Strut Learning Roles
Instructional Designers will work with [UNIVERSITY/COLLEGE NAME] faculty SMEs to develop the competency learning experience including content, simulations, as well as assessment design.
The [Position Title of Content] is focused on overall content development for the program and oversees the Strut Learning project managers and instructional designers.
[Optional] Project Manager will guide the overall development of each competency. This will include content curation, including researching how to fill any content gaps with Strut Learning material/other open sources, or creating new content. Strut Learning Project Managers will also work closely with the [UNIVERSITY/COLLEGE NAME] psychometrician to ensure development of assessment items based on identified standards.
Instructional Design Approach
Prior to developing a competency, it is important to understand the instructional design approach, which is directly linked to the foundation of CBE, focusing on outcomes and the end result of mastery.
The competency-based program at [UNIVERSITY/COLLEGE NAME] will be developed using a backward design approach. This is different from a traditional approach in that assessments are fully developed prior to establishing the learning activities to ensure complete alignment to the competency and associated learning objectives. The idea is to keep the end or goal in mind before creating and curating content and planning formative assessments. Table 2 shows the differences between traditional and backward course design.
Table 2. Traditional versus Backward Course Design
Instructors are often accustomed to jumping to learning activities (such as reading materials, presentations, and activity ideas) before clarifying competencies for students. Creating the assessments upfront will ensure greater alignment to the competencies so that design will focus on the desired results. To better illustrate this process, below is an example of how backward design was implemented in developing the Oral Communications competency:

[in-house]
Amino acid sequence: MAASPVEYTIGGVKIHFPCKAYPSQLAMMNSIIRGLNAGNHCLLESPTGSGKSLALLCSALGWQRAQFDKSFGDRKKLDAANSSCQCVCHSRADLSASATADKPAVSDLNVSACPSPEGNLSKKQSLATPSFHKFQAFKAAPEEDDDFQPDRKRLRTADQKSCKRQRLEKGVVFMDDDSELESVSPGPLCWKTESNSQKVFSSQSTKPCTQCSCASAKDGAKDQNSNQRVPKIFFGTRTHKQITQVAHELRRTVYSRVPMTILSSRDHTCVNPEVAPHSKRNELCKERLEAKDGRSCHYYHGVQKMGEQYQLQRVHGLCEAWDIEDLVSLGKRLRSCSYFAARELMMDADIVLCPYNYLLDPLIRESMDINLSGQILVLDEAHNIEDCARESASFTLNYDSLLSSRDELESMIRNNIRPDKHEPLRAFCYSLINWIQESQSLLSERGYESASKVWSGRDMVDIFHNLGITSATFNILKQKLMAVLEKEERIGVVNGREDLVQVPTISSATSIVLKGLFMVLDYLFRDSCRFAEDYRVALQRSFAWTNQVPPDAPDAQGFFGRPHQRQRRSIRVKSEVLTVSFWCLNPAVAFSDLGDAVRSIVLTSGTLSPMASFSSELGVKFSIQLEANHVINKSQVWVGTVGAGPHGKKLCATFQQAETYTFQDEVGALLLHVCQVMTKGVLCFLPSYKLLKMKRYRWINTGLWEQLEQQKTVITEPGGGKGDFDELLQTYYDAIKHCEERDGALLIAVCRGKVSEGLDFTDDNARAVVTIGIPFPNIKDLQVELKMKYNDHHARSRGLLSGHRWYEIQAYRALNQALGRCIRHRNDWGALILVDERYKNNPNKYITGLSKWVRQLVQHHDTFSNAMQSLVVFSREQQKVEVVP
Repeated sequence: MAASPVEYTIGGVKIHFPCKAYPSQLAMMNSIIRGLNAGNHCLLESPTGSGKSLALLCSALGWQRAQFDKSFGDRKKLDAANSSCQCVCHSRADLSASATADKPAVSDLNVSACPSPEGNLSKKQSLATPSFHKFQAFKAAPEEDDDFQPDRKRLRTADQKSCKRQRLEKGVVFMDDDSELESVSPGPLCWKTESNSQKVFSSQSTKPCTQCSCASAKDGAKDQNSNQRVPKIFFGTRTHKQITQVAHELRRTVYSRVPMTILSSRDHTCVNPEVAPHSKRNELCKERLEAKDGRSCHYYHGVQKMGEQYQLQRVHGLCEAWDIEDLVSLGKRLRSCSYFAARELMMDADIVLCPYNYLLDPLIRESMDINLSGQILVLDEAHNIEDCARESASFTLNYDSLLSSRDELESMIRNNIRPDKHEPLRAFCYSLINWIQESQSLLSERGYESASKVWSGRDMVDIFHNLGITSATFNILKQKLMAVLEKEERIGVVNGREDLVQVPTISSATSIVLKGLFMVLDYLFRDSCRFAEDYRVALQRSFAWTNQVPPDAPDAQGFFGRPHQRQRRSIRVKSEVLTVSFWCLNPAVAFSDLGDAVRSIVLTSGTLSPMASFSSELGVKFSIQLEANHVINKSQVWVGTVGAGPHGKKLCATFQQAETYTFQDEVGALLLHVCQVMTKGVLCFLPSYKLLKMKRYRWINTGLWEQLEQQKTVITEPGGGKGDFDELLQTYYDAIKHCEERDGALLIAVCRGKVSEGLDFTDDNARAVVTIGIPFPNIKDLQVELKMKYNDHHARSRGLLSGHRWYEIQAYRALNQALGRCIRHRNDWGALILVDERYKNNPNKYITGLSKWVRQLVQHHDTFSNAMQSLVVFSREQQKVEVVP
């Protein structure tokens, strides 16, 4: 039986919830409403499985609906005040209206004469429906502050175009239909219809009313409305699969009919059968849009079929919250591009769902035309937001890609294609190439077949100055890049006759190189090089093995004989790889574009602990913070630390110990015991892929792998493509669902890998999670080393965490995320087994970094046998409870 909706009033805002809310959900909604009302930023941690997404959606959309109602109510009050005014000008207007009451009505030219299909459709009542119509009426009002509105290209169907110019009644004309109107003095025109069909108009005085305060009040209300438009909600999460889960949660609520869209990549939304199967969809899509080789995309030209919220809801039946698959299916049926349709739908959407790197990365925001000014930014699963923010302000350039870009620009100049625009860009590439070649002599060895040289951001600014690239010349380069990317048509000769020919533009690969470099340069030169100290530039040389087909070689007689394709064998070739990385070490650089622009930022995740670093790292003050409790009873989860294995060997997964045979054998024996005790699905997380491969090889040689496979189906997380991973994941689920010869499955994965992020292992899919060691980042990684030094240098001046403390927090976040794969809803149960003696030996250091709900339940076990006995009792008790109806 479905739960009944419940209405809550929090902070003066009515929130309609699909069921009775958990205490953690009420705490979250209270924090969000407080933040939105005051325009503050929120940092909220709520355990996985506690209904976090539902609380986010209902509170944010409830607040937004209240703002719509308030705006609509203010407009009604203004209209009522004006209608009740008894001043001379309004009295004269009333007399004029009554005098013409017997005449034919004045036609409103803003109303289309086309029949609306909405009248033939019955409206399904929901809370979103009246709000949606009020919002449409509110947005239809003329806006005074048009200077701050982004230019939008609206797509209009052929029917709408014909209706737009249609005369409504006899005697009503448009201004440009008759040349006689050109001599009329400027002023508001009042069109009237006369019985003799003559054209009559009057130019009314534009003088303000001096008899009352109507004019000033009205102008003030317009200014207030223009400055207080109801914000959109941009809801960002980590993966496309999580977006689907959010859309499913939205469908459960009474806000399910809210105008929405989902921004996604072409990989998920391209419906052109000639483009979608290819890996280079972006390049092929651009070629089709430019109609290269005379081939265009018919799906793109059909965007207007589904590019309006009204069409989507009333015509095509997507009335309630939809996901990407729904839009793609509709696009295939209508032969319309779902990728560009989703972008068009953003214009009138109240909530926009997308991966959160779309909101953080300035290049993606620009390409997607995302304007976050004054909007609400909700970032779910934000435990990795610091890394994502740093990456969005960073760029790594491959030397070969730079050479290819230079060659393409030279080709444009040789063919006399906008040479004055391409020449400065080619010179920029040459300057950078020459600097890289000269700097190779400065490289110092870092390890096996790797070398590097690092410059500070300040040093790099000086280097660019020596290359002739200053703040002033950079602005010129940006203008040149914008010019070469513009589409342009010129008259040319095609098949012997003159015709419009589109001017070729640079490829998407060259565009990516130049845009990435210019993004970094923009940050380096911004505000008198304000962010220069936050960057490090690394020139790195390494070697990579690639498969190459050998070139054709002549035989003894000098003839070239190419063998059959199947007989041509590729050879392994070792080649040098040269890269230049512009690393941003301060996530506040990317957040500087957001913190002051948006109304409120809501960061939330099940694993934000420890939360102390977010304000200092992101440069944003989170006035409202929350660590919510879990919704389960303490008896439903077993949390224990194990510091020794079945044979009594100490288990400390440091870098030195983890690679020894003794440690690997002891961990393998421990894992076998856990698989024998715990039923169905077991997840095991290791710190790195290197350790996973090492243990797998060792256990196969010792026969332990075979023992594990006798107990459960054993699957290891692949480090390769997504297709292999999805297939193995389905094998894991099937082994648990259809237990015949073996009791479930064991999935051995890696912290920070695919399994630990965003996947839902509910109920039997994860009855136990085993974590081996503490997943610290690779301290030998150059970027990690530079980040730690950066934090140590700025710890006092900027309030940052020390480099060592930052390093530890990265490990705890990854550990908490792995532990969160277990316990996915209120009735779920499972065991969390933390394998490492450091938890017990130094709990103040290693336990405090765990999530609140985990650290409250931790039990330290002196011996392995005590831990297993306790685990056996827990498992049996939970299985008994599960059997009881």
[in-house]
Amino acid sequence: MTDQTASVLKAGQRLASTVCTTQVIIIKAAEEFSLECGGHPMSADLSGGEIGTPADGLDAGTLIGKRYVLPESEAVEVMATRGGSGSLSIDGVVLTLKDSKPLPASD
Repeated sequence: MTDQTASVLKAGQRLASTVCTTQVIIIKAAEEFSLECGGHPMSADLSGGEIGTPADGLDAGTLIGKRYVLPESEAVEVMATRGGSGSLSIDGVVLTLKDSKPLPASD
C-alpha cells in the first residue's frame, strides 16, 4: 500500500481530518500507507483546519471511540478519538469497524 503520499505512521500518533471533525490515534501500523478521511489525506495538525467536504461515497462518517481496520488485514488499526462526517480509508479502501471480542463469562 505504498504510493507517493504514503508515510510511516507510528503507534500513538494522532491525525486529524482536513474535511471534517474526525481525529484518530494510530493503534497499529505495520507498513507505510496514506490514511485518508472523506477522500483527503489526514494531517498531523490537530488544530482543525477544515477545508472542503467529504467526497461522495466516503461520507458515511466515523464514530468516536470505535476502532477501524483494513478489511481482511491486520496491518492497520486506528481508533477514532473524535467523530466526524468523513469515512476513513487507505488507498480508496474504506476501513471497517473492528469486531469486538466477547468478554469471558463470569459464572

• The faculty SME for Oral Communications first reviewed and familiarized herself with the assigned competency. Step A in Table 2 above was completed by listing the competency and objectives:
o Competency: Deliver a well-organized oral presentation using delivery techniques and supporting materials appropriate for the audience.
▪ Analyze audience and purpose.
▪ Identify and present central ideas.
▪ Support central ideas.
▪ Compose presentation outlines.
▪ Demonstrate basic patterns used in public speaking, including composition and organization.
▪ Speak clearly, accurately, and fluently with a sense of continuity.
To complete Steps B and C, the faculty SME began by creating the final/summative assessment. In this example, the summative assessment includes six deliverables: a topic proposal, a formal full-sentence outline, a speaking outline, one or more presentation aids, a reference page, and a video recorded presentation. At this point, the faculty SME then develops learning activities and checks for understanding (formative assessments) to ensure the student is prepared for the final assessment. Consider the objective addressing the composition of outlines: Learning activities might include readings about how to develop outlines, reviews of example outlines, evaluations of good and poor outlines, and a drag-and-drop activity in which the student creates an outline. Checks for understanding may include multiple choice and true false questions.
While the design is backward focused, keep in mind that it is iterative such that as the faculty SME develops activities, they may discover something new that was not included in the CFUs or the summative assessment, so revisions can be made to consider new information and ideas as they unfold.